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Flybe faces struggle to raise finance as high costs force airlines into bankruptcy

Posted by Warwick Business School at 13 January 2020, 15:15 CET |
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Professor Loizos Heracleous, an aviation industry expert from Warwick Business School, said:

"Reports that Flybe is seeking a fresh rescue deal come in the wake of numerous European airline failures, including Air Berlin, Monarch, Flybmi and holiday firm Thomas Cook.

"Attracting new finance will be no easy task. The aviation industry is an unattractive industry in terms of performance and returns on investment at the best of times.

"It is saddled with high cost assets, namely planes, and key costs that fluctuate uncontrollably, mainly fuel, which accounts for around a third of total airline costs. On top of that they face high regulation, often aggressive unions, low barriers to entry that increase competition, and high bargaining power of buyers.

"Increases in industry profitability after 2011 were aided by lower fuel prices, but with fuel prices on an upward trend since 2016, the performance of some airlines (particularly if they pay for fuel in sterling) has taken a hit. Political uncertainty does not help.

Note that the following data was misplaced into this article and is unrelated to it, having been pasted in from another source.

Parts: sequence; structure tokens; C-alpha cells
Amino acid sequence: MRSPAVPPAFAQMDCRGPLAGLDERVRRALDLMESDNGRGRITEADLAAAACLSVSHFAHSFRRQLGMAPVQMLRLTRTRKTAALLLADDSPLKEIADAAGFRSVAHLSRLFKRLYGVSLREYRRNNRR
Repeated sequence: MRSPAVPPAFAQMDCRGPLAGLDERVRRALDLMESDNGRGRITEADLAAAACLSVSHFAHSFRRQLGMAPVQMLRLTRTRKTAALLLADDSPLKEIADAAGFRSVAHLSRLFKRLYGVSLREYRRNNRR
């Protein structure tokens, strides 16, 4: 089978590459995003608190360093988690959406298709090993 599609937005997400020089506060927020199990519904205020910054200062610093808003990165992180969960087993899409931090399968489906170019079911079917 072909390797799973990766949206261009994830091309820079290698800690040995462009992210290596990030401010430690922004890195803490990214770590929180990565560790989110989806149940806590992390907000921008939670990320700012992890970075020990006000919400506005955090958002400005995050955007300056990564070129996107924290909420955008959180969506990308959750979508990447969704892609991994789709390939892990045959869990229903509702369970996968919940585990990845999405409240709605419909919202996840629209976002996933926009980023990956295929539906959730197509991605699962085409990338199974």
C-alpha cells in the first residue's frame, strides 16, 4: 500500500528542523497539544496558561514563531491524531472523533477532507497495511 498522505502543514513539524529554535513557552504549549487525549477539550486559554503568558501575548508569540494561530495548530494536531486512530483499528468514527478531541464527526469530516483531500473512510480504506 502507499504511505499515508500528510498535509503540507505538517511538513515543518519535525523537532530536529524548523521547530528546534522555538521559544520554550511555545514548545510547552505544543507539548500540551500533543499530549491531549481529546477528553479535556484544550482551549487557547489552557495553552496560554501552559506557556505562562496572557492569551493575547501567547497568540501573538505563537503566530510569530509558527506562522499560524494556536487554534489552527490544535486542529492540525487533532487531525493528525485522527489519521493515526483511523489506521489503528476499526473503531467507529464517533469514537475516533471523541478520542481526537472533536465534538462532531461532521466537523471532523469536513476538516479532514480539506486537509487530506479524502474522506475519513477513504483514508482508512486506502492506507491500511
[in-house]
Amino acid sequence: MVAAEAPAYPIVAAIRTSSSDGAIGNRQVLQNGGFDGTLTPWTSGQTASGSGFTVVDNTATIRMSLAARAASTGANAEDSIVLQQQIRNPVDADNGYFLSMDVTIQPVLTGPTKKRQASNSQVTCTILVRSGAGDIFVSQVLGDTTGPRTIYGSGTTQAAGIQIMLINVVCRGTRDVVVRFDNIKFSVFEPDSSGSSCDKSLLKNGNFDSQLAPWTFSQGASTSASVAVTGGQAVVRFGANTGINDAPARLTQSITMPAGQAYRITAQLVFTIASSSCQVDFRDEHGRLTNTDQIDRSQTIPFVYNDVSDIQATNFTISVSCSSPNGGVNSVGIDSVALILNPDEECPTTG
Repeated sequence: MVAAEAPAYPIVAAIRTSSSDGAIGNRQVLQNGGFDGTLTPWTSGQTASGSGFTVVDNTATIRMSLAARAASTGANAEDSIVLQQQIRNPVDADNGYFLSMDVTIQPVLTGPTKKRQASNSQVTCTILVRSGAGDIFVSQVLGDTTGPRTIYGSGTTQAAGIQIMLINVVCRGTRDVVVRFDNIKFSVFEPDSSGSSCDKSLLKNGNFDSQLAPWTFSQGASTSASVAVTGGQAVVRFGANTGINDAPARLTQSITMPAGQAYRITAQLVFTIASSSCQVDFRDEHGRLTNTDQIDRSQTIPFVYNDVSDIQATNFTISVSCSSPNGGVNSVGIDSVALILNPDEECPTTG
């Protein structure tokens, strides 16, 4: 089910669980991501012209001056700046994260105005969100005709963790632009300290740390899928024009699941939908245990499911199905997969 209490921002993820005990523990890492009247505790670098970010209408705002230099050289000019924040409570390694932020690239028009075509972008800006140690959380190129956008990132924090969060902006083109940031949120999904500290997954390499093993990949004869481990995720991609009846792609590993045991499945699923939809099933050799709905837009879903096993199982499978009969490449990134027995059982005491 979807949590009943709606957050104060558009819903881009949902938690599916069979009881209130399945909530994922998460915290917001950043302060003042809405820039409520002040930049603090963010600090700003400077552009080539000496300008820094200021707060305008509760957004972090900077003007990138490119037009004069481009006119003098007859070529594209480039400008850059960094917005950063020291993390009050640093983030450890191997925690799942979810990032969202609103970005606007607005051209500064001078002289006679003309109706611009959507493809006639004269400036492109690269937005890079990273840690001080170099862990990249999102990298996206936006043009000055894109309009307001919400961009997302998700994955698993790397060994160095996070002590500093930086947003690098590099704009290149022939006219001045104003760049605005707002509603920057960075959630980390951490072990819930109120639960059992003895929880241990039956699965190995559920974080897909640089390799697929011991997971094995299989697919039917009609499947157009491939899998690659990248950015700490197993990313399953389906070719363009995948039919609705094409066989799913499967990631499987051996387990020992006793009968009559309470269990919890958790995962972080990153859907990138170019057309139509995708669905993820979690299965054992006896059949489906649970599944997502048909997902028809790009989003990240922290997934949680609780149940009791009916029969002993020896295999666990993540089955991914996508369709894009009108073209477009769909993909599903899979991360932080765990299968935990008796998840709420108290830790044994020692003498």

"There will undoubtedly be more bankruptcies. For example, in 2017 we saw 79 new airlines enter the market, while 25 went bankrupt. The failure rate was even higher in Europe, where 29 airlines were started and 14 went bankrupt. In the medium to long term the European aviation industry may move towards higher levels of consolidation where the weakest players get weeded out or taken over.

"Airline bankruptcies inevitably lead to frustration for stranded passengers and unfulfilled plans. Some relief can be gained by obtaining a refund and making alternative travel plans, if tickets are purchased by credit card, if the trip is ATOL protected, or if there is relevant travel insurance. European law also provides for refunds for cancelled flights unless the airline can argue that extraordinary circumstances were the cause."

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